Laser Tag may not come to mind when you think of adventure sports in the forests of West Virginia, but our course is a great active adventure for all ages.
The rules for the game are similar to those of paintball, in which you and your team attempt to shoot and take out members of the rival team over complex, wooded terrain. It’s like a combination of tag, hide-and-seek, and paintball, all in a challenging outdoor setting.
The obvious difference between Laser Tag and Paintball, however, is that being “shot” during Laser Tag is completely painless, safe, and thus does not require the safety gear of paintballing. It’s still incredibly fun and exhilarating.
Hone your outdoor survival and strategy skills and book a Laser Tag adventure!
Minimum Age: 10
Laser Tag FAQs
Our guides are trained as official Laser Tag “refs.” They’ll set up your guns and headbands, explain rules, provide tips about course strategy, and make sure you get out of the woods safely and in one piece.
You’ll be given a sighted laser-shooting gun, as well as a headband that tracks shots.
What to Bring
As with all our active forest adventures, closed-toed shoes are required. You may also want to wear long pants and long-sleeved shirts for protection from branches and thorns.
Time on Trip
You will check-in for Laser Tag on our Mill Creek Campus for your 9am, 1pm, or 5pm game, which will be for 2 hours on our on-campus wooded course.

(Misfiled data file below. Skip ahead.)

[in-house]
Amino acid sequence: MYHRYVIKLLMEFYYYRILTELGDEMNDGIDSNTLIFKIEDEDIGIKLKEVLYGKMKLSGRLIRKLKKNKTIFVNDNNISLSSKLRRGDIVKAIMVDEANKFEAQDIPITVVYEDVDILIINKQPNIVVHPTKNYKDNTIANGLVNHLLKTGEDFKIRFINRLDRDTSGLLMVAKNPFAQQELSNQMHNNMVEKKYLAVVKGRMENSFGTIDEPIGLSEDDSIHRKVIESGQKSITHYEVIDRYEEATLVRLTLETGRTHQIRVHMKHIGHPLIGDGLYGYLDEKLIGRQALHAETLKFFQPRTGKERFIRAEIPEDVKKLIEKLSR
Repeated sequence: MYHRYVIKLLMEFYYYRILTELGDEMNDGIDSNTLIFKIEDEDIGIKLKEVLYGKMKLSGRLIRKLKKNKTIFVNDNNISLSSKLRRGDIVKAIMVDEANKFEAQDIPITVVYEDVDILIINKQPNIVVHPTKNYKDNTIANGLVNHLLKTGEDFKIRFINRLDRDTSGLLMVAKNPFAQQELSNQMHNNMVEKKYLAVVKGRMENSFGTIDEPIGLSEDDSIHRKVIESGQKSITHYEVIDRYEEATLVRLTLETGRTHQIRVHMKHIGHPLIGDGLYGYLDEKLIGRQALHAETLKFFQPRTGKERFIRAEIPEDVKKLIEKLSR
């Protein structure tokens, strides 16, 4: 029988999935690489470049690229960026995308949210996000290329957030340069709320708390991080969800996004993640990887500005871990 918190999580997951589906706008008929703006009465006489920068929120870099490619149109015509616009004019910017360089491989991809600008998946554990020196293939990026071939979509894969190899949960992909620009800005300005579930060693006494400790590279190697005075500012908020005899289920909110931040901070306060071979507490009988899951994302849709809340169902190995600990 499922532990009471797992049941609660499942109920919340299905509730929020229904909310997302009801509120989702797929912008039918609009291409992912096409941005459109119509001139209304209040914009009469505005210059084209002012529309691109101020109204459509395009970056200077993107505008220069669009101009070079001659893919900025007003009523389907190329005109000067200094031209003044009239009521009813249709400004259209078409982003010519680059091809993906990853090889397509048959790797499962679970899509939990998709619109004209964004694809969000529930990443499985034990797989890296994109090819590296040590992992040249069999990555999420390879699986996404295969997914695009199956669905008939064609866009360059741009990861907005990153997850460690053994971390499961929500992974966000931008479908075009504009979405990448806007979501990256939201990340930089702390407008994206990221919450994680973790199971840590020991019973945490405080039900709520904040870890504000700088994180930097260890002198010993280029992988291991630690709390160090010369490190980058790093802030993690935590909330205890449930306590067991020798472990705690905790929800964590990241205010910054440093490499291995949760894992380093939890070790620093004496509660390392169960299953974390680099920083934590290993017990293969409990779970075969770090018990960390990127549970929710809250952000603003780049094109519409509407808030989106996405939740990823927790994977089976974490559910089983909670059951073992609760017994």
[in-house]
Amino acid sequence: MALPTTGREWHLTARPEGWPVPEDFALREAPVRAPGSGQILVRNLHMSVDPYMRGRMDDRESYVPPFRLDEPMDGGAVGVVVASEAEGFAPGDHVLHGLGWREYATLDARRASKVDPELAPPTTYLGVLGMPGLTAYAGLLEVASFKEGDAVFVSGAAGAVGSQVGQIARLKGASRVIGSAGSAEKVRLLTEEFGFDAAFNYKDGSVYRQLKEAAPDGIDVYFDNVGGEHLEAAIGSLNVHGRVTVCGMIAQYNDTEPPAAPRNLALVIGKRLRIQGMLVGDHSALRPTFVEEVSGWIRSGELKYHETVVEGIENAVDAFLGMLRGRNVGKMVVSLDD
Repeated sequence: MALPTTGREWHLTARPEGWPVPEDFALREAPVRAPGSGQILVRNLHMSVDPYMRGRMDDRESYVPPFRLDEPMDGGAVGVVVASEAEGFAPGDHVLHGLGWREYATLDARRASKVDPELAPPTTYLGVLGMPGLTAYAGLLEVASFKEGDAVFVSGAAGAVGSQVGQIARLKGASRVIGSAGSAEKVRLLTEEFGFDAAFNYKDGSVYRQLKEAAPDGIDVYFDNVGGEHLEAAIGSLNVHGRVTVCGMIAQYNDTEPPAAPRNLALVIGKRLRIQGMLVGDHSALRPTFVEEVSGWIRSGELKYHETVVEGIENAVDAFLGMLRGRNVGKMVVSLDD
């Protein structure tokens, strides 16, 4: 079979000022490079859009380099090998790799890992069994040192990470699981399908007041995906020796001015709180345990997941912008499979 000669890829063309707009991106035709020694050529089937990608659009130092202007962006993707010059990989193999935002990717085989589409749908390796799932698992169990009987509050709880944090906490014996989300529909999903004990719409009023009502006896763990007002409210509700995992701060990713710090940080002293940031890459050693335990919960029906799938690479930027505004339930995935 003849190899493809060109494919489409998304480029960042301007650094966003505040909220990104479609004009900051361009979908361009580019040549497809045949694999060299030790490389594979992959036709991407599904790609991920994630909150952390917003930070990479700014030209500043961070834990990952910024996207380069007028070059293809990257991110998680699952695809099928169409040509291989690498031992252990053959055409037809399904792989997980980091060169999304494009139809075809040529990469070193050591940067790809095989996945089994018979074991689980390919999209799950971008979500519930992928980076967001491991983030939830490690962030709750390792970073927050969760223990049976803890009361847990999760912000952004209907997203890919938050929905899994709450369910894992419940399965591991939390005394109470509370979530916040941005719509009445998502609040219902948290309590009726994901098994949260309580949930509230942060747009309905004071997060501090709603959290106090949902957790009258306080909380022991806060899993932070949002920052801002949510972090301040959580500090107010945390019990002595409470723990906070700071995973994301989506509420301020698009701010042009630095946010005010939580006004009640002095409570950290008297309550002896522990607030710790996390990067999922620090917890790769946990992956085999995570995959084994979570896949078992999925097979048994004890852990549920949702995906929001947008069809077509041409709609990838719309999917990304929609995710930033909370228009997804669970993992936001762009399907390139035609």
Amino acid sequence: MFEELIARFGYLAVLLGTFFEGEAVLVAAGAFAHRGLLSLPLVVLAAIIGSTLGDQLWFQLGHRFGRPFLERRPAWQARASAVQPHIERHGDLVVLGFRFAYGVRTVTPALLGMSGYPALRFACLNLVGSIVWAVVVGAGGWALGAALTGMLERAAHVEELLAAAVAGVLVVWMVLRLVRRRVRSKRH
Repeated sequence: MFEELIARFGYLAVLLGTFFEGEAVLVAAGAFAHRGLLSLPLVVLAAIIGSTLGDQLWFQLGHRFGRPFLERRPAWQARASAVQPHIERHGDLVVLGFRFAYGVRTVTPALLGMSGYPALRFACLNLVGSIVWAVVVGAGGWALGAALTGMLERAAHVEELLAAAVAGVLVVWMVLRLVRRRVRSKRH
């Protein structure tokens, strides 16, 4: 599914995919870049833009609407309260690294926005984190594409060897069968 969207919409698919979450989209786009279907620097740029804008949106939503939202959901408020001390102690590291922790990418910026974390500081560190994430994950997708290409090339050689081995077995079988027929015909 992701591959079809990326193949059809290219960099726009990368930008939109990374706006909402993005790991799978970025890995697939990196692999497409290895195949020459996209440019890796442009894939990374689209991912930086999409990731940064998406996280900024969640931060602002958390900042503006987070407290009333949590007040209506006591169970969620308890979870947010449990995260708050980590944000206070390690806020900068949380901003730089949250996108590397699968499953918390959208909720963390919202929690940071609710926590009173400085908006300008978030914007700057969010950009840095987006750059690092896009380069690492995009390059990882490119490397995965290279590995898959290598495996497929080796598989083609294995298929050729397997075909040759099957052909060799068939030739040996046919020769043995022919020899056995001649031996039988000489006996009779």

Requirements & Restrictions
Laser Tag participants must be at least 10 years of age.
The “lasers” that our guns shoot are about the same as those on your TV remote; they’re not even as visible or strong as those on laser pointers! When your opponent successfully “shoots” you within the head range as determined by your provided headband, you’ll simply be informed that you’ve been shot. It’s much less messy than paintball, and with fewer potential hazards.
Laser Tag takes place in a wild Appalachian forest, and the same precautions that you would take on our guided hikes or bike rides should be heeded. Snakes, spiders, ticks, and other small wildlife may be encountered. We try to keep the wooded course free of briers, poison ivy, hazardous branches, and other hazards, but participants should still maintain situational awareness.